We are tough. We’ve played the nastiest of venues and rocked the sketchiest sound systems. We've played in areas of the world where the electricity shows off to its friends by killing expensive samplers. We have taken airplanes to play warehouse parties that were shut down before our gear cleared airport security. We’ve recorded entire records in unfamiliar studios with no engineer and the “tight deadline”. Be assured, pH10 can take it. However, there is one thing that strikes fear into our jaded hearts - wait for it - day jobs.
So, in trying to keep Recone and crew out of ‘business casual’ for the near future, we bring you the nastiest, noisiest, scariest, loudest and by far the heaviest pH10 release to date. 'Well Connected' has landed. Highlights include an intro by Brian Bell-Fortune, appearances by Pete Miser, Jamalski, KCutz and I-45 plus a new level of crushing production thanks to a shiny new Virus Ti and a deal with the Devil they call Sherman Filter Bank.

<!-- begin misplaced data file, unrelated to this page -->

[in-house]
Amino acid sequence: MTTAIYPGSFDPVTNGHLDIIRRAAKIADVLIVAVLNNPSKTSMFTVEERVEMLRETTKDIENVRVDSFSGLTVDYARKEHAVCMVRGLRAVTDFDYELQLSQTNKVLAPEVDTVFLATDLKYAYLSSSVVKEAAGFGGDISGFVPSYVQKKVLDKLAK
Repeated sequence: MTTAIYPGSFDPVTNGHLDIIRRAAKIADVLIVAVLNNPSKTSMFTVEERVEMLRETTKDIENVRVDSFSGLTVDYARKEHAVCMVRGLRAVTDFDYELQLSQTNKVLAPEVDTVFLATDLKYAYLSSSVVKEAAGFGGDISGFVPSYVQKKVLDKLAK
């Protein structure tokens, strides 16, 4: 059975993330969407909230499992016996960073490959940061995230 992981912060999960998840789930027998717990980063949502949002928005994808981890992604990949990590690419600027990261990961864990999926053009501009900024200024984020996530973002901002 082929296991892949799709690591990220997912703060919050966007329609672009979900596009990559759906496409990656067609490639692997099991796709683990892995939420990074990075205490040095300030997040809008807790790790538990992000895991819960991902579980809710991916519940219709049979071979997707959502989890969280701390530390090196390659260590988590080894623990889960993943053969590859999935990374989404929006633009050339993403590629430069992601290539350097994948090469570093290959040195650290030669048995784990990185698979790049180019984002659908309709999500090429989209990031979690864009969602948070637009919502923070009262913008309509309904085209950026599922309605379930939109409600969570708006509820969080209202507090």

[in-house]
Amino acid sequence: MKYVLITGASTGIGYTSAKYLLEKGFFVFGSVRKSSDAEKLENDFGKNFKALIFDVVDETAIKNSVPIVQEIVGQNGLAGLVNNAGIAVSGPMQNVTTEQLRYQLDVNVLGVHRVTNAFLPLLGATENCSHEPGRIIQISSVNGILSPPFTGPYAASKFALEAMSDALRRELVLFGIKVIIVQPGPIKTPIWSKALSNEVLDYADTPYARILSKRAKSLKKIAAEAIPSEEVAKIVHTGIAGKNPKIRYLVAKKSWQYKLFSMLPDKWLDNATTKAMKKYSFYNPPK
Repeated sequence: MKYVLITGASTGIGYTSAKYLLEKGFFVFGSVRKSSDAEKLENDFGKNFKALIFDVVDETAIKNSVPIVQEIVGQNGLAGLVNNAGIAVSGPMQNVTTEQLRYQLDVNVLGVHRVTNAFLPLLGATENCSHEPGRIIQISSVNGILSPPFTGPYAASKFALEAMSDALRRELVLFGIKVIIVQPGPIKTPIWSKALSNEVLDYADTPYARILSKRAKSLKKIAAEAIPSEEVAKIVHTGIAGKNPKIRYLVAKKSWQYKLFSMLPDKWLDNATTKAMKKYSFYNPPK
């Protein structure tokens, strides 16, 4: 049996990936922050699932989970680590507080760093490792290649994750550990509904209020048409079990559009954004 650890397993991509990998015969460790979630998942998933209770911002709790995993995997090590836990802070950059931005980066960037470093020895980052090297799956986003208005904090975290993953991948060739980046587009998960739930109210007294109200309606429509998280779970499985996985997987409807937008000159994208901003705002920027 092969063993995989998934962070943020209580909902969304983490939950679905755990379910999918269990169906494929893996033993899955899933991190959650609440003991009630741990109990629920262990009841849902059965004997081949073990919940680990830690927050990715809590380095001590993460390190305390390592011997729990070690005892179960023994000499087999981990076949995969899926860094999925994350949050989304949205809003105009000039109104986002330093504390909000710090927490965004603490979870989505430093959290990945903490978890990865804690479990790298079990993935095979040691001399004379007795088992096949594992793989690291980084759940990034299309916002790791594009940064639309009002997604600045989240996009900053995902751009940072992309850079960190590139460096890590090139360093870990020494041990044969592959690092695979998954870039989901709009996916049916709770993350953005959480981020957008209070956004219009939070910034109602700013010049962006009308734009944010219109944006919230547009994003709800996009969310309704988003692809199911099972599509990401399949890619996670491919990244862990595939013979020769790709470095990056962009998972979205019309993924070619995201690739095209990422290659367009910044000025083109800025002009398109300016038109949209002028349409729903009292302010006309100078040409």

In case you are unaware what this crew is all about, here is some bio information and a little history. Brooklyn-based pH10 has been making records and playing shows for ten years. Concerts are hyped up parties with intense visual projections, a massive wall of sound and strange occurrences including strobe light helmets and dancers wrapped in vacuum hoses. Having played all over the US, Canada and Europe, pH10 has developed strong performance skills to back up their studio recordings. This is a finely tuned stage show that leaves audience members danced-out and smiling.
Although the pH10 crew insists on light-hearted antics in their performances, they take their productions seriously. This is apparent by the 2005 first place finish in the Dance/Electronica Category of the International Songwriting Competition and being awarded the ‘Indie Award’ by the Independent Artist Registry 2006. Rather than employ flowery language to draw you a picture, we’ll let a quote do the talking "To understand pH10, start by imagining The Beastie Boys growing up on Slayer rather than Afrika Bambaataa. Then, you'll need to figure out how records created with no electric guitars in site manage to be this damn heavy. Finally, a lesson or two in overdriven analog circuits at the community college is in order. - Alternatively you could just pop in one of their disks, start shaking your ass and it'll all come to you naturally" - Time Out London.